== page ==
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Daniel0

Storing files/attachments

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This is something I have been thinking about.

Which would be the best option to store files (such as attachments)?

[b]Option 1:[/b]
Have a database table called something like attachments where you store the mime-type, path of the file on the disk and other things about the file. The file is stored in a folder specified by a configuration file with a random filename generated like: [code]uniqid(md5(microtime()));[/code]

[b]Option 2:[/b]
Same as for the database option 1, except that there will be one more field called data, which is where the contents of the file is stored in.

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most definitely the first one. i used to actually use the second approach quite a bit, but its only a matter of time before things start grinding and problems crop up.
it also makes it easier to access your files directly should you need to, without extracting them from your database with a script first.

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Just increment a number, there's no need to go to any length to generate a random filename.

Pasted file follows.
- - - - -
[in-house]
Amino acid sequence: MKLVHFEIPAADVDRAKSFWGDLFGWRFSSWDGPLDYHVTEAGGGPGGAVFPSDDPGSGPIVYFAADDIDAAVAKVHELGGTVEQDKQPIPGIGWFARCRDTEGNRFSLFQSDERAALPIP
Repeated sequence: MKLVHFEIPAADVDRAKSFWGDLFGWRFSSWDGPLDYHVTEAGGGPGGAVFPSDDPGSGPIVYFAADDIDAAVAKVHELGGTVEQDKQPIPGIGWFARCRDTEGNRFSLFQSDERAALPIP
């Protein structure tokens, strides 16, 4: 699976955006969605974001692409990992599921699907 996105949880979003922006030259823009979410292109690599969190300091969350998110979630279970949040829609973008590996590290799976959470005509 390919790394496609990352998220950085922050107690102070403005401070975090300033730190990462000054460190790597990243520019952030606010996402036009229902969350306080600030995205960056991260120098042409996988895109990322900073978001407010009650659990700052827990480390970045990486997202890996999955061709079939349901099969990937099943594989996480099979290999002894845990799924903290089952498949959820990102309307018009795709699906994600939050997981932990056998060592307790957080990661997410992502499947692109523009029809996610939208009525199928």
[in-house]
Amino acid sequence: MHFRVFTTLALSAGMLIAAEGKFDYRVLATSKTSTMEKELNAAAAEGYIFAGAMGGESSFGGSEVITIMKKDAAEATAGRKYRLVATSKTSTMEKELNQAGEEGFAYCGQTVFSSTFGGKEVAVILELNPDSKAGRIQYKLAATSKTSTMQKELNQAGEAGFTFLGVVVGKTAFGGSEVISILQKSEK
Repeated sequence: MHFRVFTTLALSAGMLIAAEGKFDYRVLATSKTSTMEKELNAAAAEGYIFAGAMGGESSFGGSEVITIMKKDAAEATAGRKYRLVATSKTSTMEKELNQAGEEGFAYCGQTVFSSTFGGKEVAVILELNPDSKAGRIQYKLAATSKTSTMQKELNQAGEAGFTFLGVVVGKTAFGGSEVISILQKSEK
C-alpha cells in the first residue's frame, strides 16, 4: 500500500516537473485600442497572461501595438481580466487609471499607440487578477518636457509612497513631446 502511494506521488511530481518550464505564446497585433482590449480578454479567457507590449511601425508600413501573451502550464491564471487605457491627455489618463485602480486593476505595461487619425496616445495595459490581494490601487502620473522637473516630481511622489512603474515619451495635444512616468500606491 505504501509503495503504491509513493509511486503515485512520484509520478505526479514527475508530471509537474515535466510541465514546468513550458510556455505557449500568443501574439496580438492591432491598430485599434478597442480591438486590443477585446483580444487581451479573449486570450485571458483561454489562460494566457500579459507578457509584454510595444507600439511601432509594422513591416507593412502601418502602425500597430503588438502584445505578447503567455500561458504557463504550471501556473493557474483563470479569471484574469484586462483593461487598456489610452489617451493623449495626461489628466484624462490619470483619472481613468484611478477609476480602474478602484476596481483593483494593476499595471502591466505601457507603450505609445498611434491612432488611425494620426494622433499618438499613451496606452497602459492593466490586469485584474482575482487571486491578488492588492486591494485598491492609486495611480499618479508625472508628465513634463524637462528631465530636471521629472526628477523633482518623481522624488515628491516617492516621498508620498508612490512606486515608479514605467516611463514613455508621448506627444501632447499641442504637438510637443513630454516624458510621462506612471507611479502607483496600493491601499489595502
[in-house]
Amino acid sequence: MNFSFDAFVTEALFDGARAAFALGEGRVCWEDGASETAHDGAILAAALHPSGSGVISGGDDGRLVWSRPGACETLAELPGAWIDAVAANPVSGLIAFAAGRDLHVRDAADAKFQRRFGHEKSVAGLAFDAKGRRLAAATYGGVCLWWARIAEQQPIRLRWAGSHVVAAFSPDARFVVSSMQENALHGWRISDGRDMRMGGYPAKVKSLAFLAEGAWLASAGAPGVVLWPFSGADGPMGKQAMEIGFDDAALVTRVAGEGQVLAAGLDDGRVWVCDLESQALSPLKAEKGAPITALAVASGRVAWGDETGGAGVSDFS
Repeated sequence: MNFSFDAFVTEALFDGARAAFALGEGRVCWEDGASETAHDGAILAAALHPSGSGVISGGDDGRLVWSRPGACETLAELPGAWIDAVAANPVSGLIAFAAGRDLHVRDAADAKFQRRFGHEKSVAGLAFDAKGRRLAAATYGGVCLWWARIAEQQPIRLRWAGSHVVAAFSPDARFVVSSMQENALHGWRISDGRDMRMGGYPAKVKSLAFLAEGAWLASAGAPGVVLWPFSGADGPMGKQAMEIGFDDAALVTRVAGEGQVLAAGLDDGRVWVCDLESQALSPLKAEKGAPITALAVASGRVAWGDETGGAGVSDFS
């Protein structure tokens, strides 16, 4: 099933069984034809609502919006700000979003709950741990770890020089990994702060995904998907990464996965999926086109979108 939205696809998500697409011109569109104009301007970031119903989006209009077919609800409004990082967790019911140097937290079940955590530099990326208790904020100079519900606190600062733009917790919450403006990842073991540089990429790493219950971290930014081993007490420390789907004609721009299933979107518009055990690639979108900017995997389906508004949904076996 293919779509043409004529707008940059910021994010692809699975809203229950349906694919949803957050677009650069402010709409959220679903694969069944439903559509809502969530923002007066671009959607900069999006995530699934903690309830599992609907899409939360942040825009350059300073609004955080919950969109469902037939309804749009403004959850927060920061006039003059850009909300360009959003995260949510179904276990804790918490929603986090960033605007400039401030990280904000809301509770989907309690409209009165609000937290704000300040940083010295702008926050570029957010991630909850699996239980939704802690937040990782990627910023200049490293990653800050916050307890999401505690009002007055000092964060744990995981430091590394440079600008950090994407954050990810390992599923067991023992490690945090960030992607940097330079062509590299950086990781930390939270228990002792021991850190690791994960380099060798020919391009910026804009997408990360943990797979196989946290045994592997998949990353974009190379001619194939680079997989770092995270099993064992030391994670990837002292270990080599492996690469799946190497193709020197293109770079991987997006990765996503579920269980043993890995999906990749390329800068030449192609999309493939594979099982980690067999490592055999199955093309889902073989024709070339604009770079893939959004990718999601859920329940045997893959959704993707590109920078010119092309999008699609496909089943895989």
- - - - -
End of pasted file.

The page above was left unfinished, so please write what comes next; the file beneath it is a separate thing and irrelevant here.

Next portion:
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[quote author=redbullmarky link=topic=109962.msg443741#msg443741 date=1159542921]
it also makes it easier to access your files directly should you need to, without extracting them from your database with a script first.
[/quote]

The point is that they would [i]not[/i] be accessed directly.

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[quote author=Daniel0 link=topic=109962.msg443808#msg443808 date=1159550014]
The point is that they would [i]not[/i] be accessed directly.
[/quote]
ok cool. makes no difference to my answer though - definitely better to store a link rather than the file itself.

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You can store flatfiles without needing direct access. Just put them in a directory that is above the document root.

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[quote author=Jenk link=topic=109962.msg443861#msg443861 date=1159554047]
You can store flatfiles without needing direct access. Just put them in a directory that is above the document root.
[/quote]

Just be aware that with this process, it is very easy to accidentally allow unregulated access to those files. If this route is taken, and you need to control who accesses the files and/or when they're accessed, or anything else, just make sure that you don't allow the clients to directly browse to those files.

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It would be something like this: download?id=16 then it could check it the user has permissions to download the file.

I'm not really going to make a script that does this, I just wondered what would be the best option. I would actually choose option 1, but I wondered if option 2 was better since databases are designed to handle data.

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